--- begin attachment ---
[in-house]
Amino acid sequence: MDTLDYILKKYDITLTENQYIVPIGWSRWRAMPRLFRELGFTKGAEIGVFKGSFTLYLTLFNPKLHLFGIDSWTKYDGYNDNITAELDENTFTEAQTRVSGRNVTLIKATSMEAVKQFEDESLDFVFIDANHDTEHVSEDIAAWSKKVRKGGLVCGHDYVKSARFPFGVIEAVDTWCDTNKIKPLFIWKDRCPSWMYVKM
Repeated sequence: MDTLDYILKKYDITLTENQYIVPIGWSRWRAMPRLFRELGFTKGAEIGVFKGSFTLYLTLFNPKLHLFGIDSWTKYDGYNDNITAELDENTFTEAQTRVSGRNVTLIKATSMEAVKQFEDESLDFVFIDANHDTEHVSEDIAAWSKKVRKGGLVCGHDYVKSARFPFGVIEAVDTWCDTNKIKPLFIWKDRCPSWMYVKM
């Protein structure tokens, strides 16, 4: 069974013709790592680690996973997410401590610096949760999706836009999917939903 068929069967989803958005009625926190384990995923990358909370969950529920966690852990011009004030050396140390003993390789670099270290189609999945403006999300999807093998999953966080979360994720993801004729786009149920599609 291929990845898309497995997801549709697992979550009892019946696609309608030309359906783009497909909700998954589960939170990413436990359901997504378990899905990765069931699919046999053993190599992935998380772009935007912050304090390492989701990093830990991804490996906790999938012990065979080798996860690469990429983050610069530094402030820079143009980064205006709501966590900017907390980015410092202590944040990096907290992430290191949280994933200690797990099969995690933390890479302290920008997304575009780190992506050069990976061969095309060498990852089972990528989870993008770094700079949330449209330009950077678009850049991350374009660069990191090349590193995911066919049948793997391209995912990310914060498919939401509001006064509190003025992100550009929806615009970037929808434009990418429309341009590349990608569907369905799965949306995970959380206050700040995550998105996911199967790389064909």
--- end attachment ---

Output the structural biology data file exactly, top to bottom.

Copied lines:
[in-house]
Amino acid sequence: MDTLDYILKKYDITLTENQYIVPIGWSRWRAMPRLFRELGFTKGAEIGVFKGSFTLYLTLFNPKLHLFGIDSWTKYDGYNDNITAELDENTFTEAQTRVSGRNVTLIKATSMEAVKQFEDESLDFVFIDANHDTEHVSEDIAAWSKKVRKGGLVCGHDYVKSARFPFGVIEAVDTWCDTNKIKPLFIWKDRCPSWMYVKM
Repeated sequence: MDTLDYILKKYDITLTENQYIVPIGWSRWRAMPRLFRELGFTKGAEIGVFKGSFTLYLTLFNPKLHLFGIDSWTKYDGYNDNITAELDENTFTEAQTRVSGRNVTLIKATSMEAVKQFEDESLDFVFIDANHDTEHVSEDIAAWSKKVRKGGLVCGHDYVKSARFPFGVIEAVDTWCDTNKIKPLFIWKDRCPSWMYVKM
């Protein structure tokens, strides 16, 4: 069974013709790592680690996973997410401590610096949760999706836009999917939903 068929069967989803958005009625926190384990995923990358909370969950529920966690852990011009004030050396140390003993390789670099270290189609999945403006999300999807093998999953966080979360994720993801004729786009149920599609 291929990845898309497995997801549709697992979550009892019946696609309608030309359906783009497909909700998954589960939170990413436990359901997504378990899905990765069931699919046999053993190599992935998380772009935007912050304090390492989701990093830990991804490996906790999938012990065979080798996860690469990429983050610069530094402030820079143009980064205006709501966590900017907390980015410092202590944040990096907290992430290191949280994933200690797990099969995690933390890479302290920008997304575009780190992506050069990976061969095309060498990852089972990528989870993008770094700079949330449209330009950077678009850049991350374009660069990191090349590193995911066919049948793997391209995912990310914060498919939401509001006064509190003025992100550009929806615009970037929808434009990418429309341009590349990608569907369905799965949306995970959380206050700040995550998105996911199967790389064909």